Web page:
Report: Financial planning = happiness

Pulling out some highlights of the Household Financial Planning Survey:

  • people who plan feel more confident about their financial decision‐making, manage to save more money, and feel better about their progress
  • only about a third (31%) of decision‐makers today report having ever put together a comprehensive financial plan. And just 35 percent of decision‐makers report having a plan in place to save for emergencies
  • Fed: devastating effects of financial crisis on the middle class: The median family… had a net worth of $77,300 in 2010 compared with $126,400 in 2007… wiping out nearly two decades of economic gains.
  • the crash of housing prices has been the single biggest factor that has reduced people’s wealth
  • only a third (34%) believes they will be able to retire [at 65, down from 50% fifteen years ago]. More than a quarter (27%) think they will not be able to retire before age 70, if ever.
  • 55% say “it’s hard for me to know who to trust for financial advice.”; 52% say “to me investing seems complicated.”; 55% say “I’m worried about losing my money if I invest it,” a significant increase from 1997 (45%)
  • half of household decision‐makers believe they “just don’t earn enough money to save regularly.”
  • American families today are less likely to be saving for their financial goals and taking steps to keep their family financially prepared.
  • The only area where families are more prone to save is toward a major purchase, like a new car, vacation, or home improvement project.
  • two‐thirds (65%) of decision‐makers say they follow a plan for at least one of their savings goals.
  • Forthoseathigherincomelevels,plannersputmoreoftheir income into savings than non‐planners and report having built greater wealth.
  • Among those in the $25,000‐$49,999 income category, 46 percent of those with a plan say they usually pay their credit card bill in full each month, compared with 26 percent of non‐planners.

Trends in Design for Financial Services, April 2014

I frequently design financial services, and having just rolled off a project took some time to reflect on trends I’ve noticed. Here’s the first three that came to mind:

  1. Active participation by the affluent: Sometimes financial services companies assume the affluent don’t want to interact with computer services themselves. In reality, the affluent don’t want to feel like they have second-class tools compared to their less-affluent friends who use sexy mass market services. I first saw this in 2008 doing international research for the private banking unit of a giant bank and again more recently with an insurance company.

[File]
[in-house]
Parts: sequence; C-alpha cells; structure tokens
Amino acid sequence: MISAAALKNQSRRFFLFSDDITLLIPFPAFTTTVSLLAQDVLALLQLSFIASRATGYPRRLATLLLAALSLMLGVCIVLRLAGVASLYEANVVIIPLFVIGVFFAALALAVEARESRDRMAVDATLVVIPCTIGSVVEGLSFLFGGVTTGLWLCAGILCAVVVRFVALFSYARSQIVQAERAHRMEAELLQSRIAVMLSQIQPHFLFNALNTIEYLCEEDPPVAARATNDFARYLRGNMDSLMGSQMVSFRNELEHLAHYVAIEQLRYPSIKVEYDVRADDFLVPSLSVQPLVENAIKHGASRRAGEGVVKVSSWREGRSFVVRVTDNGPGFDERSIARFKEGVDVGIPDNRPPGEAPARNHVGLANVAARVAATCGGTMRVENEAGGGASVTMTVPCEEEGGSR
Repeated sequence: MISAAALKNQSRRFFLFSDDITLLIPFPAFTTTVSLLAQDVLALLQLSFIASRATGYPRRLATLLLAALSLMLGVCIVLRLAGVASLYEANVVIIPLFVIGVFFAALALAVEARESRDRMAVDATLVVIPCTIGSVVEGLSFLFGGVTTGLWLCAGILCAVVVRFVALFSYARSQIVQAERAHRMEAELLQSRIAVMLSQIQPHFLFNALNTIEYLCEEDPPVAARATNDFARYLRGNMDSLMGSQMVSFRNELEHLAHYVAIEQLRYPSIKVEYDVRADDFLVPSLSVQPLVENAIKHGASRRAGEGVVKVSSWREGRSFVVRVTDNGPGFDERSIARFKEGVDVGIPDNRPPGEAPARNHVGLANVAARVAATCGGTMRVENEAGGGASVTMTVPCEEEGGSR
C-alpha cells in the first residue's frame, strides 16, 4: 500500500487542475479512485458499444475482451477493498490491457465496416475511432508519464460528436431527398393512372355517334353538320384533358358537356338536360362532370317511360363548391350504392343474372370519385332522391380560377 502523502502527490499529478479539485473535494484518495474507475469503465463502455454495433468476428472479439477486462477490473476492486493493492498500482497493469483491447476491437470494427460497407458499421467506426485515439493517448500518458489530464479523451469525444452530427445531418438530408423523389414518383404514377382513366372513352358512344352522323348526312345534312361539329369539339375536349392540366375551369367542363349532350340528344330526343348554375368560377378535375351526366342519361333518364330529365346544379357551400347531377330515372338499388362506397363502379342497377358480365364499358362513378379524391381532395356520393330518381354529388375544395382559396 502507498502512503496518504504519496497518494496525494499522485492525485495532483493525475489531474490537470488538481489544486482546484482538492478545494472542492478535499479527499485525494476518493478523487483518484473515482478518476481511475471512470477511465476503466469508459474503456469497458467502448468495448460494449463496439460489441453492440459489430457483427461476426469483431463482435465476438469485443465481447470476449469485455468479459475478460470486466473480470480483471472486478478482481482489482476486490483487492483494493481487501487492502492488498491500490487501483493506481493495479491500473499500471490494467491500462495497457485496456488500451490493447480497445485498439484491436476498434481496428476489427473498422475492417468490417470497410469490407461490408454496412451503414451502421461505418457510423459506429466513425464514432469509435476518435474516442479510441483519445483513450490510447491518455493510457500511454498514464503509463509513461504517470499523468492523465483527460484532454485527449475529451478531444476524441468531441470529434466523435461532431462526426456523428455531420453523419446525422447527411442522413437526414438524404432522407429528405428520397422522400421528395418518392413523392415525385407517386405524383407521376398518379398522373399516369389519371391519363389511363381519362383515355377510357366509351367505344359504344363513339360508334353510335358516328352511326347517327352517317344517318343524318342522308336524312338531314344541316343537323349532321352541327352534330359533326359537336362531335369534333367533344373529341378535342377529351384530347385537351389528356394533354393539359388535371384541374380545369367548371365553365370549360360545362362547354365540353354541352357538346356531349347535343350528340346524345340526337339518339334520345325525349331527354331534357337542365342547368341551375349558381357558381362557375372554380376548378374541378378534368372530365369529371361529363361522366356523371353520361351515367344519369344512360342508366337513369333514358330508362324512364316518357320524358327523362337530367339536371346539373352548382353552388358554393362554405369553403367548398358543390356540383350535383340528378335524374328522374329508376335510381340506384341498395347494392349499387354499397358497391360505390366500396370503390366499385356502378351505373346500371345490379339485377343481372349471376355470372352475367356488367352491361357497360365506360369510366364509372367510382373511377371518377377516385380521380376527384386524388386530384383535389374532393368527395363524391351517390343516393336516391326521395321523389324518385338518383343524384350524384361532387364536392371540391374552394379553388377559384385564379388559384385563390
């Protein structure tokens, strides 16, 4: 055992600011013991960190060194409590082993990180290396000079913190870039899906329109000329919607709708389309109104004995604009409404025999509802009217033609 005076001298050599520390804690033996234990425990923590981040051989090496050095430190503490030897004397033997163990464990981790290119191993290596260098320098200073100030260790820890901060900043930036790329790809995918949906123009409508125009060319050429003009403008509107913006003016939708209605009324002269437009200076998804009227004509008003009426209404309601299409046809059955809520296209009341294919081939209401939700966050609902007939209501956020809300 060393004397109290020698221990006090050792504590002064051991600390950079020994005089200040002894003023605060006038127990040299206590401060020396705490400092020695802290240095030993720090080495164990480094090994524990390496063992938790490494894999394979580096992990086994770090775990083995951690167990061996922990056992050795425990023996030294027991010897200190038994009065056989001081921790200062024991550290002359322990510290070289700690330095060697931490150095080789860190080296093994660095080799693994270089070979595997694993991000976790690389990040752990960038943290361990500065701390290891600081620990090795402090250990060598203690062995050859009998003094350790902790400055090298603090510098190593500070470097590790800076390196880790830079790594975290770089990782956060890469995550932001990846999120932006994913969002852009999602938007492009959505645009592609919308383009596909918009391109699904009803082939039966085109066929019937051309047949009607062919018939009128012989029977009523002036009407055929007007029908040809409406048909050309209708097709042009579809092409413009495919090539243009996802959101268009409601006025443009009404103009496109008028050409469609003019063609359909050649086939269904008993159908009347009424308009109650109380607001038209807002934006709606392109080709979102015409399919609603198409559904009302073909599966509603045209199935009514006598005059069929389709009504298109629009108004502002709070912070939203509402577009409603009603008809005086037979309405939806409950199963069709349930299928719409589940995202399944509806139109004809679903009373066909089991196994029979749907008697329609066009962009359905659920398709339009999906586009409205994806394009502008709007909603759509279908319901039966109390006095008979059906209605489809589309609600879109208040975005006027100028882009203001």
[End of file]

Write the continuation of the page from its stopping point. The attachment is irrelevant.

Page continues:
2. Breakdown of client vs. consultant views: It used to be common to pour all the design work into the client-facing screens and rush through the consultant-facing screens. With the spread of smartphones and tablets everyone expects top-notch design, and consultants will work on their tablets alongside the client.
  3. Breakdown of mobile vs. desktop: When mobile was new a lot of attention was paid to what it meant to design for mobile. Now people expect services to just work on whatever device they’re using.

Using Real Options to Value Design Concepts

The common way that financial people will judge the potential value of a project, or a design concept representing a potential future concept, is by building a model, usually a discounted cash flow model like Net Present Value (NPV). The calculation essentially asks, if we do this project and gain the profit we think we’ll gain, how much is it worth to us right now? That way we can compare it against our other options.

The problem with these models is that they assume the world doesn’t change. The model tries to predict everything that will happen in the project from beginning to end in order to arrive at a single numerical value. But in the technology world, there’s lots of change.